The Mask: Even though the new mold was cut from the original William Shatner likeness, it was completely botched in production. It's pasty, unnaturally so, even for a latex mask. There are fleeting moments where, in dreary, spooky lighting, it can spark fear in your bones.

Atmosphere: Grainy, eerie, filtered in earthy tones.

Score: Composer Alan Howarth does a pretty stellar job of reinventing some of Halloween's classic themes, injecting the title theme with a little modern shimmer, which doesn't take away from it's innate terror. Throughout the runtime, there are some pretty outstanding compositions, including "He's in the Street," "In the Shadows" and "On the Roof," decorated with synths but are predominantly composed of piano.

Best Kill: In much the same vein as the original Halloween, there is very little blood, at least compared to many other installments. When Michael Myers is being transported to another facility, away from Smith's Grove Sanitarium, two attendants discuss any family ties and mention his niece Jamie Lloyd still living in his hometown of Haddonfield. That triggers him off, and Myers proceeds to push his right thumb into the male attendant's forehead. It's about as unsettling as it sounds.

Set 10 years after the original, Halloween 4 is a fun return to the Michael Myers-centric series we all know and love. Jamie Lee Curtis was busy having a superstar career, so there was no way she would have returned then. What do they do? The writers are forced to kill Laurie Strode off-screen and hand the baton over to her daughter Jamie Lloyd (played by the super talented Danielle Harris) and her foster sister Rachel Caruthers (Ellie Cornell), who remains one of the most underrated final girls in horror history. Not only does Rachel confront Myers in the third act, but she outsmarts him every chance she gets. From that rooftop scene, which is one of the series' most iconic and edge-of-your-seat moments, to blasting a fire extinguisher in Myers' face in the school to running him over with a pick-up truck, Rachel does a pretty good job at fending off the Boogeyman. Harris' Jamie is a refreshing idea and gives the movie some meaty story to ground itself. Despite the hulking representation of Myers (played by George P. Wilbur), owed to unnecessary hockey-pads, and the mask's generally weird result, it's is an enjoyable ride, start to finish. And that ending, you'll never see coming.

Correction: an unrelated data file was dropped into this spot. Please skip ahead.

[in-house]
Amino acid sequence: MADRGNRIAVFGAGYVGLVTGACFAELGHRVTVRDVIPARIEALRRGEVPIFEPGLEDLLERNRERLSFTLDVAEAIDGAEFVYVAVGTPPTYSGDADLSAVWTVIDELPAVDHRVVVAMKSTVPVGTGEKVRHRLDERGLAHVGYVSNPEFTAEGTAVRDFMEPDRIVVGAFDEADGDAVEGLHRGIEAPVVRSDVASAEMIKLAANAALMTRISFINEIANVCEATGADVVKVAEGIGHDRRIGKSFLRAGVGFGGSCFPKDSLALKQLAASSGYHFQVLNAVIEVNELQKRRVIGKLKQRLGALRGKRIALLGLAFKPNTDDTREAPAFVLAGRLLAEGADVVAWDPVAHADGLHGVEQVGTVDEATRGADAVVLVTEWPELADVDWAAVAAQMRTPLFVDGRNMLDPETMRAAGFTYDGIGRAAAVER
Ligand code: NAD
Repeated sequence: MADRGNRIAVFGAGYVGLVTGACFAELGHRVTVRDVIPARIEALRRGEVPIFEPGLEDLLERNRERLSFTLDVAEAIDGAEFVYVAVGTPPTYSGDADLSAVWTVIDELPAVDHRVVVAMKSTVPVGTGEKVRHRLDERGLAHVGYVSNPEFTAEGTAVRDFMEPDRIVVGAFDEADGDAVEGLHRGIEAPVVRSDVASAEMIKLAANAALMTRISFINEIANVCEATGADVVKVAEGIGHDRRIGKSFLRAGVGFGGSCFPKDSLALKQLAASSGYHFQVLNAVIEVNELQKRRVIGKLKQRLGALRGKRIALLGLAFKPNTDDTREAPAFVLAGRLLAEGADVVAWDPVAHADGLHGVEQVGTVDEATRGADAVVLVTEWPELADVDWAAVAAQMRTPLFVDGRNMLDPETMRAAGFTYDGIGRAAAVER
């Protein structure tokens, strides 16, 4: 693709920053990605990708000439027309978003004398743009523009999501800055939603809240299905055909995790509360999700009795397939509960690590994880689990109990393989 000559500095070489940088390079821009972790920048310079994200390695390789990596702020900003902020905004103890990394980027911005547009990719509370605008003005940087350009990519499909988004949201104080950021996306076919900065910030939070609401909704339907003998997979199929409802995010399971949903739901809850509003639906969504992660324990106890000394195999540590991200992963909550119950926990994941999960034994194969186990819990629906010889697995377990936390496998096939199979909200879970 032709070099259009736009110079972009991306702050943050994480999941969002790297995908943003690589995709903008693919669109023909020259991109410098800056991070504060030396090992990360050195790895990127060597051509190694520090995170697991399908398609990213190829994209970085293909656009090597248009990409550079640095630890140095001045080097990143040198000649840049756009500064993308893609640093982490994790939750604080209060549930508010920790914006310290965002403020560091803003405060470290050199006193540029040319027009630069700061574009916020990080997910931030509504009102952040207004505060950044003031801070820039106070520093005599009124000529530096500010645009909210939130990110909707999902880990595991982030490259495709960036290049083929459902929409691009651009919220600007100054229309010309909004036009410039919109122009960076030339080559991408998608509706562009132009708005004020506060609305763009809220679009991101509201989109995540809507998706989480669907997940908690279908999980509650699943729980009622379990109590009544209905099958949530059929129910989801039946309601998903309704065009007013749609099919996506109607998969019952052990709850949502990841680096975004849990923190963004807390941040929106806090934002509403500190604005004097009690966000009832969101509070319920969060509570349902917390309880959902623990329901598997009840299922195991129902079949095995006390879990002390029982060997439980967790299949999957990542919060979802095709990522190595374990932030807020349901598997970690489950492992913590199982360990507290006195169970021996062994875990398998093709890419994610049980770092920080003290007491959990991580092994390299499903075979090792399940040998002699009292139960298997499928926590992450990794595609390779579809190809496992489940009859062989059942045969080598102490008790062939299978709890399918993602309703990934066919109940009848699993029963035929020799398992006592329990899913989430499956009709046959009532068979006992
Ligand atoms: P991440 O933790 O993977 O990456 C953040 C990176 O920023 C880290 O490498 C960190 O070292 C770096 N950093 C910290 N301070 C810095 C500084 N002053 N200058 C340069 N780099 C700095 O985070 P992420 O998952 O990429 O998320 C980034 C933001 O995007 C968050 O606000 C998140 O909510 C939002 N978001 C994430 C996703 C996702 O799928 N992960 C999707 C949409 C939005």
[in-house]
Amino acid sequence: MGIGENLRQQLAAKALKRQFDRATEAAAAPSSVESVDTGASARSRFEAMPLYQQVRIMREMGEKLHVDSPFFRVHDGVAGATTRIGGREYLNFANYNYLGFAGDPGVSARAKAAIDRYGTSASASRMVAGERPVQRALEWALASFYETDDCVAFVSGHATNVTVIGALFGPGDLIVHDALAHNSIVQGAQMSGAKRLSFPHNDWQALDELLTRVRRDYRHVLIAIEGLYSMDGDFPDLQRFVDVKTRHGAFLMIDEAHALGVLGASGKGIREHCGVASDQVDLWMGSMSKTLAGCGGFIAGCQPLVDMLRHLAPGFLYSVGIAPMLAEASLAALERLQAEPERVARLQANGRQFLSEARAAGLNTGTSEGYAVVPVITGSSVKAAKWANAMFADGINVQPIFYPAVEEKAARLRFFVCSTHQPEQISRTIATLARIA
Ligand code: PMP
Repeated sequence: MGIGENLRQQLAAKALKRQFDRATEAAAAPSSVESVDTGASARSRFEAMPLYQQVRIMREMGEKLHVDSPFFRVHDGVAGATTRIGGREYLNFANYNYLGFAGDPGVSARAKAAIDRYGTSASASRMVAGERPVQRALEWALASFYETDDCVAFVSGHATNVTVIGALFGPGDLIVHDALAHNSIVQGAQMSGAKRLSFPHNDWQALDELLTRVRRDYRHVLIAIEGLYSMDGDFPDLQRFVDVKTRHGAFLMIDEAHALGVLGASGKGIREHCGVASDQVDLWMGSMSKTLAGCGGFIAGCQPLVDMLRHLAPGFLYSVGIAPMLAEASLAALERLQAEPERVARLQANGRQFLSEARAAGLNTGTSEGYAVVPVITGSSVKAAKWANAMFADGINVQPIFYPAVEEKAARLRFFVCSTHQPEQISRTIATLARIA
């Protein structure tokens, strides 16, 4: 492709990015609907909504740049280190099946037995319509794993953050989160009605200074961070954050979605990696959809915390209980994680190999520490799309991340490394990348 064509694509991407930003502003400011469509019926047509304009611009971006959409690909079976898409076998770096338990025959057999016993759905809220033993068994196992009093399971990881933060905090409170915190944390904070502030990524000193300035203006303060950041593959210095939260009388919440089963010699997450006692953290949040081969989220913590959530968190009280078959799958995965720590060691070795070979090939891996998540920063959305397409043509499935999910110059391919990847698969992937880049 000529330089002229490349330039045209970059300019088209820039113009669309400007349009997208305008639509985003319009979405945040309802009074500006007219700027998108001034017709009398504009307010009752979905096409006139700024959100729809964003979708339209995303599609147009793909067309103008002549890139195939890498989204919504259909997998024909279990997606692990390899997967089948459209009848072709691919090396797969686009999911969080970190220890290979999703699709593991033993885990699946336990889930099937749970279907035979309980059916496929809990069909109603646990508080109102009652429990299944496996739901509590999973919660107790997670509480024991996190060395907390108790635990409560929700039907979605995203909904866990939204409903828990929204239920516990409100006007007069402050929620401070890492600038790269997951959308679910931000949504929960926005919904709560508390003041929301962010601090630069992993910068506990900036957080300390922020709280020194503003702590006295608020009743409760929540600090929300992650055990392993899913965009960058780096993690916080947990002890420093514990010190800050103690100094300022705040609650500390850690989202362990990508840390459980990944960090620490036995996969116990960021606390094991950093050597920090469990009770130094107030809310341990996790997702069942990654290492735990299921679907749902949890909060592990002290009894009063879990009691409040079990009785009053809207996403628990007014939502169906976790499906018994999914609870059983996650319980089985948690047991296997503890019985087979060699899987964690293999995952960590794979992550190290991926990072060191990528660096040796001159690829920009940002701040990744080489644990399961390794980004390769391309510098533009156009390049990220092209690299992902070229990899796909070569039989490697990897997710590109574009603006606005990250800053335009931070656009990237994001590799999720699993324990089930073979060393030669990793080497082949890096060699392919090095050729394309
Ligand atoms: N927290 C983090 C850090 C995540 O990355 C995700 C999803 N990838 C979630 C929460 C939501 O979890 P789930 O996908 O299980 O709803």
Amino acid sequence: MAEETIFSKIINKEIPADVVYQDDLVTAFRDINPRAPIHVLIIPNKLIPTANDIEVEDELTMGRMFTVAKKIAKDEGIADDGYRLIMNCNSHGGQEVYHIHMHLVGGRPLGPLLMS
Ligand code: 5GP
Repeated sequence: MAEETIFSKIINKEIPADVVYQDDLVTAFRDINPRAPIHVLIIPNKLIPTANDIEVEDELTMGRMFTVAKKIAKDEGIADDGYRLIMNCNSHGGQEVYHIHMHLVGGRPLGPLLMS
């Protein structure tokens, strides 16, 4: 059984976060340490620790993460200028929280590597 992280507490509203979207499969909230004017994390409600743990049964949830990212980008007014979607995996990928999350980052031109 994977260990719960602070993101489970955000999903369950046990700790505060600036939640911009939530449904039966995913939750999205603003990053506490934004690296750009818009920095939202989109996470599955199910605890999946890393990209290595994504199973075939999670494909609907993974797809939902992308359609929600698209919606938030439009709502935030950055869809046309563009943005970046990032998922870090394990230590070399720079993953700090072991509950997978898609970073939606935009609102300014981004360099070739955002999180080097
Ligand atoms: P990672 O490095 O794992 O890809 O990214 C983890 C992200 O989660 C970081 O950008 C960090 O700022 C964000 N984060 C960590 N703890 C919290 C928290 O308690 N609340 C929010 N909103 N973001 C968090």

2. Halloween II (1981)

Halloween II

The Mask: The same mask as the original, it's skin tone is yellowed (thanks Debra Hill) and appears to be much wider than in the previous movie. Well, stuntman Dick Warlock, donning the visage of Michael Myers, has a rounder face, which makes it seem like it's a wholly different mask.

Atmosphere: Sinister, claustrophobic, starkly-lit.

Score: John Carpenter knows his way around some synths, yeah? Restructuring the Halloween title theme to contain heartbeats, which are to be assumed to be that of The Shape or maybe even Laurie Strode, was a bold move. While many of his compositions work to serve the visuals quite well, there are a few tracks, such as "The Shape Stalks Again," that layer far too much when less is always more in this franchise.

Best Kill: It's a toss-up between Nurse Janet (Ana Alicia) or Nurse Karen (Pamela Susan Shoop). With the former, Janet goes in search of Dr. Mixter (Ford Rainey), and she discovers his dead body. Michael Myers lurks from the shadows, as piercing red light slowly bounces off his mask, a call-back to a similar moment in the first movie. He grabs her around the mouth and injects her temple full of...air. In the latter, Karen and paramedic named Bud get hot and heavy in the hot tub. When Bud steps out to check the water temperature, he gets strangled, leaving Karen alone. Myers creeps up from behind, and when she realizes it's not Bud, she bobs for apples, so to speak.